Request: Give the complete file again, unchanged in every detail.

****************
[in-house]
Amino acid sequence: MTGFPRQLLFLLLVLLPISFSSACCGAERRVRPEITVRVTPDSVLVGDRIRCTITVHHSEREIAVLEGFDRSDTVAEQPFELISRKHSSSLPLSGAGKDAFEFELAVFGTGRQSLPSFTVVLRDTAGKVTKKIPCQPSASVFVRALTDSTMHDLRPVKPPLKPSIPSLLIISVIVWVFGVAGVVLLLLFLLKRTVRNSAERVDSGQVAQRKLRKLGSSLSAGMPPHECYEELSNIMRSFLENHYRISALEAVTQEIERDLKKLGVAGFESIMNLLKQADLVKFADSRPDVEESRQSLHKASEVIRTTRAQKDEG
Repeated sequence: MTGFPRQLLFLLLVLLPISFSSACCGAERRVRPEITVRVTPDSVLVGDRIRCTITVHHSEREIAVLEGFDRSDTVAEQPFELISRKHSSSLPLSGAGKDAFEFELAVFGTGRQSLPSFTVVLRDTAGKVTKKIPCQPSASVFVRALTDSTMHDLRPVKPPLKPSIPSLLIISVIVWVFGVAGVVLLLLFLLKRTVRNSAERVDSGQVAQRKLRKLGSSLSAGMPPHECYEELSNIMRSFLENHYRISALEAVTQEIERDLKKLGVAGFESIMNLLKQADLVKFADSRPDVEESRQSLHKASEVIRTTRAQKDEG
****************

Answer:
[in-house]
Amino acid sequence: MTGFPRQLLFLLLVLLPISFSSACCGAERRVRPEITVRVTPDSVLVGDRIRCTITVHHSEREIAVLEGFDRSDTVAEQPFELISRKHSSSLPLSGAGKDAFEFELAVFGTGRQSLPSFTVVLRDTAGKVTKKIPCQPSASVFVRALTDSTMHDLRPVKPPLKPSIPSLLIISVIVWVFGVAGVVLLLLFLLKRTVRNSAERVDSGQVAQRKLRKLGSSLSAGMPPHECYEELSNIMRSFLENHYRISALEAVTQEIERDLKKLGVAGFESIMNLLKQADLVKFADSRPDVEESRQSLHKASEVIRTTRAQKDEG
Repeated sequence: MTGFPRQLLFLLLVLLPISFSSACCGAERRVRPEITVRVTPDSVLVGDRIRCTITVHHSEREIAVLEGFDRSDTVAEQPFELISRKHSSSLPLSGAGKDAFEFELAVFGTGRQSLPSFTVVLRDTAGKVTKKIPCQPSASVFVRALTDSTMHDLRPVKPPLKPSIPSLLIISVIVWVFGVAGVVLLLLFLLKRTVRNSAERVDSGQVAQRKLRKLGSSLSAGMPPHECYEELSNIMRSFLENHYRISALEAVTQEIERDLKKLGVAGFESIMNLLKQADLVKFADSRPDVEESRQSLHKASEVIRTTRAQKDEG